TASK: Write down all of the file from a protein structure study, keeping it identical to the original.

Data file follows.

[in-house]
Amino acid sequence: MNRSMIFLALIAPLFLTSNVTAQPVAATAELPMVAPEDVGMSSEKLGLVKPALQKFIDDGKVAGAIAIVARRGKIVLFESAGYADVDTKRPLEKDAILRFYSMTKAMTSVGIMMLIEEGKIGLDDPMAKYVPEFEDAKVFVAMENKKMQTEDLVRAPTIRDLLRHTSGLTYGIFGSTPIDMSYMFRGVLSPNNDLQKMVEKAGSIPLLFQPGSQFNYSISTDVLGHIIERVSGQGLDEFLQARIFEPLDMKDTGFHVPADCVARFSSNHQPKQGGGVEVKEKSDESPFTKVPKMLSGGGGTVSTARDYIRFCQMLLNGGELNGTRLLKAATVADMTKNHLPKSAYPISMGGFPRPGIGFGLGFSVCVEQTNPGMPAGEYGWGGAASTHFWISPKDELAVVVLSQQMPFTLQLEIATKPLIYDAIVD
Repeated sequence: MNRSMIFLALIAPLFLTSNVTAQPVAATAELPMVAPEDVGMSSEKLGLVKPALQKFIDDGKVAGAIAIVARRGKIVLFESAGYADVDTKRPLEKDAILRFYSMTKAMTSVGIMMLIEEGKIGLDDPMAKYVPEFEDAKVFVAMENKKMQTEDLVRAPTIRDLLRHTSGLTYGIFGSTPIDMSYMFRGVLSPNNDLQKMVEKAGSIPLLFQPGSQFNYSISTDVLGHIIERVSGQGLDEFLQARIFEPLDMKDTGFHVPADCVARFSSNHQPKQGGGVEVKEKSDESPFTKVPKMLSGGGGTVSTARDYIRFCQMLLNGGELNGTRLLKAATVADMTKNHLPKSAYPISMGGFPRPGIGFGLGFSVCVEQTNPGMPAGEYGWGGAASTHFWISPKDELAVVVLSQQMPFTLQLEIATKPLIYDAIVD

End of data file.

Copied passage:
[in-house]
Amino acid sequence: MNRSMIFLALIAPLFLTSNVTAQPVAATAELPMVAPEDVGMSSEKLGLVKPALQKFIDDGKVAGAIAIVARRGKIVLFESAGYADVDTKRPLEKDAILRFYSMTKAMTSVGIMMLIEEGKIGLDDPMAKYVPEFEDAKVFVAMENKKMQTEDLVRAPTIRDLLRHTSGLTYGIFGSTPIDMSYMFRGVLSPNNDLQKMVEKAGSIPLLFQPGSQFNYSISTDVLGHIIERVSGQGLDEFLQARIFEPLDMKDTGFHVPADCVARFSSNHQPKQGGGVEVKEKSDESPFTKVPKMLSGGGGTVSTARDYIRFCQMLLNGGELNGTRLLKAATVADMTKNHLPKSAYPISMGGFPRPGIGFGLGFSVCVEQTNPGMPAGEYGWGGAASTHFWISPKDELAVVVLSQQMPFTLQLEIATKPLIYDAIVD
Repeated sequence: MNRSMIFLALIAPLFLTSNVTAQPVAATAELPMVAPEDVGMSSEKLGLVKPALQKFIDDGKVAGAIAIVARRGKIVLFESAGYADVDTKRPLEKDAILRFYSMTKAMTSVGIMMLIEEGKIGLDDPMAKYVPEFEDAKVFVAMENKKMQTEDLVRAPTIRDLLRHTSGLTYGIFGSTPIDMSYMFRGVLSPNNDLQKMVEKAGSIPLLFQPGSQFNYSISTDVLGHIIERVSGQGLDEFLQARIFEPLDMKDTGFHVPADCVARFSSNHQPKQGGGVEVKEKSDESPFTKVPKMLSGGGGTVSTARDYIRFCQMLLNGGELNGTRLLKAATVADMTKNHLPKSAYPISMGGFPRPGIGFGLGFSVCVEQTNPGMPAGEYGWGGAASTHFWISPKDELAVVVLSQQMPFTLQLEIATKPLIYDAIVD